History changed on October 4, 1957, when the Soviet Union successfully launched Sputnik I. The world’s first artificial satellite was about the size of a beach ball (58 cm.or 22.8 inches in diameter), weighed only 83.6 kg. or 183.9 pounds, and took about 98 minutes to orbit Earth on its elliptical path. That launch ushered in new political, military, technological, and scientific developments. While the Sputnik launch was a single event, it marked the start of the space age and the U.S.-U.S.S.R space race.

The Soviet Union inaugurates the “Space Age” with its launch of Sputnik, the world’s first artificial satellite. The spacecraft, named Sputnik after the Russian word for “satellite,” was launched at 10:29 p.m. on 04 October 1957.  Moscow time from the Tyuratam launch base in the Kazakh Republic. 

And ever since the US has tried to always tried to remain one step ahead of the Russia…..and today is NO different…..

Space has once again become a prominent national security issue 63 years after the Soviet Union launched Sputnik, the world’s first satellite.  Sputnik’s launch sent shockwaves throughout the U.S., thought to have been the world’s technological leader.  This historical event and the U.S. response provides us with valuable context for how the U.S. faces the current space challenge posed by today’s array of potential adversaries.

In meeting this challenge, the U.S. has established Space Force, a U.S. Air Force component.  The operational arm of Space Force will be U.S. Space Command (SPACECOM), a unified combatant command created in 1985 before being disbanded and subsumed by U.S. Strategic Command (STRATCOM) in 2002.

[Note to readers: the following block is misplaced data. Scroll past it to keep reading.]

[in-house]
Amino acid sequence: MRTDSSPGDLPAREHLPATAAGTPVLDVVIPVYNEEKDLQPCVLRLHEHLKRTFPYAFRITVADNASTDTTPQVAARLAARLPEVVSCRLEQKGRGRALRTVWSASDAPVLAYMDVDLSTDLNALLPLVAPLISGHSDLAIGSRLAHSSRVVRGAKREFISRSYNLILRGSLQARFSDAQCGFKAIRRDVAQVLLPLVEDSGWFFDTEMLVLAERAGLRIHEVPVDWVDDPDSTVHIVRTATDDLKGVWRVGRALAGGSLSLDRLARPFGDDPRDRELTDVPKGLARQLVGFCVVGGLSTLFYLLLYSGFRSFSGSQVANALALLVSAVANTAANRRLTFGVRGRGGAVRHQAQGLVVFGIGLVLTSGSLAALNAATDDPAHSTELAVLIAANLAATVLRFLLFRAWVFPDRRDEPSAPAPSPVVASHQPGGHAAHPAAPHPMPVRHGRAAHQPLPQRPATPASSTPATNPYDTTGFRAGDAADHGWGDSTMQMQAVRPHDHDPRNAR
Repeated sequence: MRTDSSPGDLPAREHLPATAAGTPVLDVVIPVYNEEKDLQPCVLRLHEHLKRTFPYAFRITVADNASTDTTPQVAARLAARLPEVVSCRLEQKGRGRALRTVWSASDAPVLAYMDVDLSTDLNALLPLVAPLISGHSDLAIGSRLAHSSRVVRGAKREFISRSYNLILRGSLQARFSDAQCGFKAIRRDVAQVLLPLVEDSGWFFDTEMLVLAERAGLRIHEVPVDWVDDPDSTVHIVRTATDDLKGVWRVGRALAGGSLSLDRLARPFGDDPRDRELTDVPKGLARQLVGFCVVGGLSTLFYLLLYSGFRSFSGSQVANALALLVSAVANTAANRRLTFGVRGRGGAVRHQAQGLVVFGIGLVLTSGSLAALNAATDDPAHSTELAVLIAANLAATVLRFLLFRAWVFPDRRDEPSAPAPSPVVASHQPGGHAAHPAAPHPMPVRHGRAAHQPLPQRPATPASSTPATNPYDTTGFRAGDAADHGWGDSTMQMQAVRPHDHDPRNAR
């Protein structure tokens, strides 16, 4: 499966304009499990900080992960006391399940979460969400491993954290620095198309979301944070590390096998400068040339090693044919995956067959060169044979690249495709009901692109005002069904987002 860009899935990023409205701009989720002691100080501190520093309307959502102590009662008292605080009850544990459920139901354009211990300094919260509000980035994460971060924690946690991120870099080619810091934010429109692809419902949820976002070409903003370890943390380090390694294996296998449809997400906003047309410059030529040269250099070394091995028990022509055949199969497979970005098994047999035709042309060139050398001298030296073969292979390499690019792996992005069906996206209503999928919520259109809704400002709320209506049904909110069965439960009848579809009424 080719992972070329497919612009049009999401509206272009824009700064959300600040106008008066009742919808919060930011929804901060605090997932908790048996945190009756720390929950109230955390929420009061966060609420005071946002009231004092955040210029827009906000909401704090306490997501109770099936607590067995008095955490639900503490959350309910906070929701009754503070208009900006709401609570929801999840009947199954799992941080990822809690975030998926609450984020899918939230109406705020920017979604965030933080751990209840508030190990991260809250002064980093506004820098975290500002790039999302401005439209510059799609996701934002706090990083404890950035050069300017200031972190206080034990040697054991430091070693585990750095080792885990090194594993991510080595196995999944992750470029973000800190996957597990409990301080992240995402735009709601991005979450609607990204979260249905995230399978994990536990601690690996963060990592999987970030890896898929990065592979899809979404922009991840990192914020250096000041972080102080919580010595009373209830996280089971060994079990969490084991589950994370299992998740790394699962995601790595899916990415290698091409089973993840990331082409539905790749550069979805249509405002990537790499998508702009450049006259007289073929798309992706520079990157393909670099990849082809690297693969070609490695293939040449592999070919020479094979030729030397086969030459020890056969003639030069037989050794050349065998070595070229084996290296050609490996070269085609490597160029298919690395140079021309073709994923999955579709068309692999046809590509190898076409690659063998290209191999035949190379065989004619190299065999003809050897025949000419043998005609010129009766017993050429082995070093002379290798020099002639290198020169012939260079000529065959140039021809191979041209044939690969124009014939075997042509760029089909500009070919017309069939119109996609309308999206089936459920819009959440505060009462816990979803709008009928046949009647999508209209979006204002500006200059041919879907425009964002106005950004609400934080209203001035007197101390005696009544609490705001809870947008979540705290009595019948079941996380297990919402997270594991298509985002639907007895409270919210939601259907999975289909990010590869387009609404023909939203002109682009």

These days there is a whole industry built up around space…..with Musk and others trying to capitalize on the promise of unforeseen profits the race is on…..and with this type of stuff changes are inevitable….

The attention of the world has recently been captured by the return of Japan’s Hayabusa-2 asteroid mission, the activities of Elon Musk’s SpaceX venture, and China’s Chang’e 5 moon landing, yet a quiet revolution is taking place in the global space industry. This revolution started in the 2010s and its full impact on global space industry should be measured over the next decade.

In the next 10 years, the entry into service of constellations of small satellites should reshape the face of the global space industry. While the miniaturization of satellites is not a disruptive innovation in itself, it signals a paradigm shift. It will continue to significantly reduce the cost of access to space and pave the way for the mass production of satellites, which in turn will reduce the cost of the space infrastructure itself.

The space industry used to be organized in highly hierarchical industrial chains around prime contractors, most often under public leadership, NASA being a leading example. It now operates like industrial ecosystems budding upstream or downstream around private space infrastructure.

It use to be about the scientific first….but today it is more about the promise of profit than the exploration for the sake of exploration.

I Read, I Write, YOu KNow

“lego ergo scribo”